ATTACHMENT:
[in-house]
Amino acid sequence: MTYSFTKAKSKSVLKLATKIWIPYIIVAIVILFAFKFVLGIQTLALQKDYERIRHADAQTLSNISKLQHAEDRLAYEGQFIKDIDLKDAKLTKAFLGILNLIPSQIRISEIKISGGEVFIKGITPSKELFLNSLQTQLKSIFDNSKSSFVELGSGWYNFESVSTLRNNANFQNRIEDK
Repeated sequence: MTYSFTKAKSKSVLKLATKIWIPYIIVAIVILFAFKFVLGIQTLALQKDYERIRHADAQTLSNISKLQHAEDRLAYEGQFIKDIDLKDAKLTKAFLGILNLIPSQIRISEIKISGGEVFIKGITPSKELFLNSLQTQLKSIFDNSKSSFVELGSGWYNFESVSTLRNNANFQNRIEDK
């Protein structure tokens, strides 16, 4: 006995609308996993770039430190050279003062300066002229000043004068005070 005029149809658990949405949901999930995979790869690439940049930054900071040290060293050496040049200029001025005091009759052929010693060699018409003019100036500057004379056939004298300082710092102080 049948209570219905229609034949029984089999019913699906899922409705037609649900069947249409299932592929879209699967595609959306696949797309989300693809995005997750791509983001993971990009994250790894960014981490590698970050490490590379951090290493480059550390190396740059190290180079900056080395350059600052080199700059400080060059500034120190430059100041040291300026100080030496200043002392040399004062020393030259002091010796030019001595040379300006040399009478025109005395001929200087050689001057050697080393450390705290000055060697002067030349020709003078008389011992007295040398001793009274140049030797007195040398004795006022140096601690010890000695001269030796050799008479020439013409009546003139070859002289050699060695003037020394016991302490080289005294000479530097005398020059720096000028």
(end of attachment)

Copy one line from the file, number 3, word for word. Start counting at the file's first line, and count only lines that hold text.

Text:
Repeated sequence: MTYSFTKAKSKSVLKLATKIWIPYIIVAIVILFAFKFVLGIQTLALQKDYERIRHADAQTLSNISKLQHAEDRLAYEGQFIKDIDLKDAKLTKAFLGILNLIPSQIRISEIKISGGEVFIKGITPSKELFLNSLQTQLKSIFDNSKSSFVELGSGWYNFESVSTLRNNANFQNRIEDK